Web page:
The main attraction of any “American Horror Story” season always boils down to its subject matter. Witches, slasher films, and asylums are all subjects that come with historical horror. But no matter how strong the concept is, there are times when seemingly ever season inevitably crumbles under the weight of either its subject matter or the random subplots that Ryan Murphy shoves in out of nowhere (such as, uh, why did “Asylum” have aliens, again?).
Stuffed to the gills with so much horrific content, “AHS” seasons run out of gas in their later episodes. And time and time again, the series employs the use of time jumps when it seems it has run out of story to tell. For instance, the beauty of “1984” was how much the story seemed to appreciate and honor the slasher films of the era. But instead of staying in the golden age of camp, the season decides to bridge the gap between the 1980s and the modern day. This takes the wind out of the sails, turning “1984” into a rehashing of “Asylum,” wherein Lana (Sarah Paulson) escapes her torment at Briarcliff, then goes on to write a book only to realize the evil she bore within its walls comes back to haunt everyone in the present day. “Double Feature” is the real curse thrust upon the “American Horror Story” brand. Unable to keep a storyline going for a full 12 episodes, the season is cut in half, telling two different stories.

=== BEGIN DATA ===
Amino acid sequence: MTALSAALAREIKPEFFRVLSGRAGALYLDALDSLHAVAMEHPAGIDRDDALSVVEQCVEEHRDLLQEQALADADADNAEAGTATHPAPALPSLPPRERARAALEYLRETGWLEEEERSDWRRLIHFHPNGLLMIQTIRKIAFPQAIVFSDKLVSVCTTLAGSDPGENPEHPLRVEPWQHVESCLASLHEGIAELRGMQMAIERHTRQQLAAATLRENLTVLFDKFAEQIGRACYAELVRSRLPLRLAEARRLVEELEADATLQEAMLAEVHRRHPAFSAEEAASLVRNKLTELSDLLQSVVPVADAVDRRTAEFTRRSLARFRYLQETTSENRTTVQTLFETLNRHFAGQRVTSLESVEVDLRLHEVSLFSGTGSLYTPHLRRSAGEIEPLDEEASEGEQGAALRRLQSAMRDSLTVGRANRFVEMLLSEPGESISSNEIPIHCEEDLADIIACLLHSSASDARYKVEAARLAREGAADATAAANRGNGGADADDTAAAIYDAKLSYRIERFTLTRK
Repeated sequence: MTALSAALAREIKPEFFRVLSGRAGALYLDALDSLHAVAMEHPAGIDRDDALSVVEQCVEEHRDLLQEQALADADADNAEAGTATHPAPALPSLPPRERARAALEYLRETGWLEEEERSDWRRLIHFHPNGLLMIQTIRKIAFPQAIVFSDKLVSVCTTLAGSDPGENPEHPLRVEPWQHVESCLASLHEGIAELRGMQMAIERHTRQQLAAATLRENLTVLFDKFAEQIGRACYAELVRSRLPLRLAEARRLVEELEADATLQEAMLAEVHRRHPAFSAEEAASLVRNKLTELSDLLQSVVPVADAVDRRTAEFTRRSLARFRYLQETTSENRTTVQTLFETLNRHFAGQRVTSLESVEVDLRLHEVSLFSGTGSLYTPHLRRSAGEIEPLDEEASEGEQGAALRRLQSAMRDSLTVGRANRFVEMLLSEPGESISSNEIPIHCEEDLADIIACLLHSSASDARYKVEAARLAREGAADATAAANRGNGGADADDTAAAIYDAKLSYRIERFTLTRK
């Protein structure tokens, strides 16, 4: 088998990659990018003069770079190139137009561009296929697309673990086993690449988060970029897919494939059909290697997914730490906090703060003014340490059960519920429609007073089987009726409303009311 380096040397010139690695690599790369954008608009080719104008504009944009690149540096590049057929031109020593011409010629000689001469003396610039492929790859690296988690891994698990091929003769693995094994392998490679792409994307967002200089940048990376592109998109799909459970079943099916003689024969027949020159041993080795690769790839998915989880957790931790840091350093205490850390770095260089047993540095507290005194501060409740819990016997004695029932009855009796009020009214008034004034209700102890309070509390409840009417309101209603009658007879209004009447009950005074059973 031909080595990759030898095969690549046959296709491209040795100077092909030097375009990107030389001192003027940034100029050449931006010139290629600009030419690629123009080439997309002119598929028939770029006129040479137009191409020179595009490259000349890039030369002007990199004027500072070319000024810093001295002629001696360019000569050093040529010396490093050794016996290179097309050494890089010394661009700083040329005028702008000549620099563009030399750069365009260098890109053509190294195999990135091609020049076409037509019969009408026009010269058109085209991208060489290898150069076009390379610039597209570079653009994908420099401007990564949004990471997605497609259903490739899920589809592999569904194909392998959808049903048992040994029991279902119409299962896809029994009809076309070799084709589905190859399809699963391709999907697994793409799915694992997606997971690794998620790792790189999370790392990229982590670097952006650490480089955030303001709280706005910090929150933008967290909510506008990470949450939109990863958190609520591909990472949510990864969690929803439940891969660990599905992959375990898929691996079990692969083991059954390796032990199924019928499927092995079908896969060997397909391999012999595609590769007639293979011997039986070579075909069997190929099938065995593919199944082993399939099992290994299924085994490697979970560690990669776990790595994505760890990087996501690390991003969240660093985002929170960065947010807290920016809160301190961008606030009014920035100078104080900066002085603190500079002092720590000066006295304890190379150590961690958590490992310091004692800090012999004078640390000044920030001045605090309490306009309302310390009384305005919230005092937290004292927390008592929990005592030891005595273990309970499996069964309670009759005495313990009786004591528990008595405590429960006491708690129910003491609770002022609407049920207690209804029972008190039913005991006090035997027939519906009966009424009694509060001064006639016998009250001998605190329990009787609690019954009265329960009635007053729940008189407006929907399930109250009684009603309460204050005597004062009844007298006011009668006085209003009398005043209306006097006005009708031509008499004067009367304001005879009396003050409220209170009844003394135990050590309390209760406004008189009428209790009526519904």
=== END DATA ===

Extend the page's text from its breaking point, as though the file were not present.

There’s no questioning the success of “AHS.” There’s also no questioning that every season comes with caveats, or subplots and characters you have to ignore. Adapting Season 12 from a novel could be the solution.